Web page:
Friday, October 25, 2013

You Aren't What You Consume

OK, I'll admit it. I've been putting off watching the next film in Empire's 5-star 500. I wanted to get a brief idea of what Lars von Trier's The Idiots was about, so I read the summary on IMDB:

A group of people gather at a house in a Copenhagen suburb to break all the limitations and to bring out the "inner idiot" in themselves.

Not exactly the most action-packed sci-fi-adventure romantic-horror comedy-drama to have ever been scripted, so what exactly is the appeal of such a film and why on earth would Empire award it 5 stars?

To begin with, I ought to point out that I love film, and the list of 5-star films has thrown up some absolute beauties that I would probably never have sat down to watch had I not decided that this challenge was a good idea. Equally, there have been several films that have left me feeling very uncomfortable because of their content.

I'm not simply talking about films that have been tediously boring and the resulting awkwardness that envelopes my friends or family who are watching - I'm talking about ethics. The Idiots touches on a number of ethical issues that make me distinctly uncomfortable - where is the moral undertone in a film full of people pretending to be retarded?

This inexplicable discomfort tends back towards when I watched Crash with my girlfriend. Crash is simply about people who get their sexual kicks from car crashes. No, I didn't understand it, and it was a world very alien to mine. So, does this make me a prude? I don't think so.

The inspiration for this article came from a BBC article on the release of Grand Theft Auto 5 and if ever a game was known for it's disreputable and immoral image, GTA was it. I own GTA 4, have played GTA 4 and enjoyed GTA 4, making my moral issue with The Idiots even more intriguing.

In the BBC article, they quote Mary Hamilton, an Australian journalist, who discusses how games must evolve to become art:

It's a peculiar phenomenon that people invest so much of their identities in the games they play - as with the TV they watch or the books they read - and feel so attacked when people point out the problems they perceive within them. We are not what we consume. Game culture is slowly finding its feet within the mainstream. And in the same way that film, art, literature and so on are open to critique both on content and on taste grounds, games are too.

... and that got me thinking. Who am I to judge a film by its content? There are plenty of films I'd happily watch despite many people finding their content offensive - American History X is a brilliant film that I really enjoyed, but it is full of images, both graphical and historical, that would be deeply offensive to a lot of people.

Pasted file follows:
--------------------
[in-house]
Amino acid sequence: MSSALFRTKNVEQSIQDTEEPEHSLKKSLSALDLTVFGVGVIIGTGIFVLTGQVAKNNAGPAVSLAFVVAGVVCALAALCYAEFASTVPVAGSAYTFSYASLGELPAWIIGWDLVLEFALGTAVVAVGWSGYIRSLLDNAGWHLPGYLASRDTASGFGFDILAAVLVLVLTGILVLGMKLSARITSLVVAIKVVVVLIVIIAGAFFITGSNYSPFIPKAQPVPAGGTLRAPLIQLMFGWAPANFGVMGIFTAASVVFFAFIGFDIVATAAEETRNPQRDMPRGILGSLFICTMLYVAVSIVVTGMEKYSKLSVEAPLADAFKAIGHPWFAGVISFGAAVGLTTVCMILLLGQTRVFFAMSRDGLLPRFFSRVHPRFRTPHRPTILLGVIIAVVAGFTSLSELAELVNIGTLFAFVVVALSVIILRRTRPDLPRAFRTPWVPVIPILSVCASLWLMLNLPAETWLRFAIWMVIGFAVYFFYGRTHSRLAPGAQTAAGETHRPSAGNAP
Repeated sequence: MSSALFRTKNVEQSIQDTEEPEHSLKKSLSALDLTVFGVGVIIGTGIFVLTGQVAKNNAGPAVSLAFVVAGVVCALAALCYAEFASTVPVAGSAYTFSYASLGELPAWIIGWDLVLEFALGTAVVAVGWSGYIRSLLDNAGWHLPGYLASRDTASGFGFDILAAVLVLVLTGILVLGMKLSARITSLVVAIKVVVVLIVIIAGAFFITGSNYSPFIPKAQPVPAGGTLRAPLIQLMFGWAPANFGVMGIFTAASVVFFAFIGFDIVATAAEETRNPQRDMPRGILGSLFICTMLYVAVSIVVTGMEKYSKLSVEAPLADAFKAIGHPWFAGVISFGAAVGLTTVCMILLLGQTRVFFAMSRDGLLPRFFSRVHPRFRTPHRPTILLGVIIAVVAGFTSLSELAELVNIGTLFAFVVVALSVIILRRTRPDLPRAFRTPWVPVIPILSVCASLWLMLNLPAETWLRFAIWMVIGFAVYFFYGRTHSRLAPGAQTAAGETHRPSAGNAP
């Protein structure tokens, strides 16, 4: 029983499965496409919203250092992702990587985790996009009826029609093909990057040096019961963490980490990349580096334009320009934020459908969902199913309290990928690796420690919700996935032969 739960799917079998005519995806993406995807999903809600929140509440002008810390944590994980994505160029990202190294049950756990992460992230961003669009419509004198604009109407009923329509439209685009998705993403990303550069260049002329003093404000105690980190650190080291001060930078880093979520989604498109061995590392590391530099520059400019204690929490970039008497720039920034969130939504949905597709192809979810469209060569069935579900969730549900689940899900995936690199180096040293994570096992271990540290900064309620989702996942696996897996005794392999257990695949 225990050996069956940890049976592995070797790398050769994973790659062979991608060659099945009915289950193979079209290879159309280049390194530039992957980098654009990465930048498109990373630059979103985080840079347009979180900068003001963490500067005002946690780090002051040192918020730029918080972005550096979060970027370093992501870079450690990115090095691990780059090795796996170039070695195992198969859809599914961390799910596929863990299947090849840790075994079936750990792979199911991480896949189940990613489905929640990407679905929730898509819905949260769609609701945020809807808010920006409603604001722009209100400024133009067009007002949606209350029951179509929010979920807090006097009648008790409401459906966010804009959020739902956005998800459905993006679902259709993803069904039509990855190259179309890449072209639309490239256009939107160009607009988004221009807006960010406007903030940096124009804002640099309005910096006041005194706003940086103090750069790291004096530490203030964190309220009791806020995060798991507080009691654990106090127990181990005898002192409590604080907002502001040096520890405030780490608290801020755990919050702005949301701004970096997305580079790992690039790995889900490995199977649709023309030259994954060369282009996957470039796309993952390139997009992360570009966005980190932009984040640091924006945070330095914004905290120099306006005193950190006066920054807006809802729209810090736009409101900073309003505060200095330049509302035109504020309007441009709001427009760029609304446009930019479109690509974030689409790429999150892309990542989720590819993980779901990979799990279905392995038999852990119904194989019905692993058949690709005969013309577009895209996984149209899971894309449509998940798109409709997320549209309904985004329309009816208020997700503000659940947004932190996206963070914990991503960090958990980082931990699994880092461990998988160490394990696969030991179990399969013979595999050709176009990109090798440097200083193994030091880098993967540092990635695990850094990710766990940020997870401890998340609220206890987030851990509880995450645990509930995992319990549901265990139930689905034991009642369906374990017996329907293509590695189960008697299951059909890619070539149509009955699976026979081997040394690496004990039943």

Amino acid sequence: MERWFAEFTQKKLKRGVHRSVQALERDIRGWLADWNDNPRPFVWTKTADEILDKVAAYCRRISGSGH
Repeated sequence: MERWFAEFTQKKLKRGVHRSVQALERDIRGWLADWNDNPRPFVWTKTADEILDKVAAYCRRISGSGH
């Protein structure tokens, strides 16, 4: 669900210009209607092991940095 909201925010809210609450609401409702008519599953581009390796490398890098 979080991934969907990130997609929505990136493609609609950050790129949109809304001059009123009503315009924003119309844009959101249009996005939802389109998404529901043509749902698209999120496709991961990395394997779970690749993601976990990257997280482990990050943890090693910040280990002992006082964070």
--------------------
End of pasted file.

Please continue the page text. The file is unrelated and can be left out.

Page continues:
This ethical issue is not a problem only faced by amateur reviewers such as myself. Even the late, great Roger Ebert found himself breaking his code when reviewing The Human Centipede:

I am required to award stars to movies I review. This time, I refuse to do it. The star rating system is unsuited to this film. Is the movie good? Is it bad? Does it matter? It is what it is and occupies a world where the stars don't shine.

The question is, did he like it? Would he recommend it? Does it matter? If your moral standards mean you feel comfortable and relaxed in watching The Human Centipede, then why should he tell you that it didn't agree with him? Why should I tell you that The Idiots may not be my cup of tea?

The reason that these films make for uncomfortable viewing is that they hit close to home. I'm not suggesting by any stretch that you will go out and link a whole host of friends together in some grotesque experiment, or that you will go out and pretend to be retarded in order to garner attention.

No, what I'm saying is that these films could both be happening in the world at this very moment and that they are opening our minds to a world that we would be much happier to block out and ignore. They don't blur the line between fantasy and reality; they just tell it like it is, leaving very little to the imagination.

Admiring Avatar for its CGI-based beauty is very uplifting, but imagine this: replace Pandora with 17th Century North America, the Na'vi with the indigenous peoples of the Americas, and the humans with European invaders. Suddenly, this sci-fi action film has become a historical struggle and is much closer to home. The story is still the same.

At heart, Avatar is an invasion of one superpower against an indigenous species because it wants their resources. Some theorists would have you believe that Iraq was only invaded for its oil. But that's all far-fetched... isn't it?

And that's really my point. Some films disguise their stories amongst fantastical settings and loveable characters who are very easy to empathise with. Watching 101 Dalmatians doesn't make you want to commit atrocities that would leave PETA scratching their heads, so why should The Idiots make you want to act retarded?

We all need to get a grip. We're not omnibenevolent beings. We may be able to suppress primal instinct in exchange for a form of civility, but it doesn't mean that the world is full of roses and rainbows. Just remember, your shiny red apples are another person's poisoned fruit. Embrace the controversy and learn from it - you aren't what you consume.

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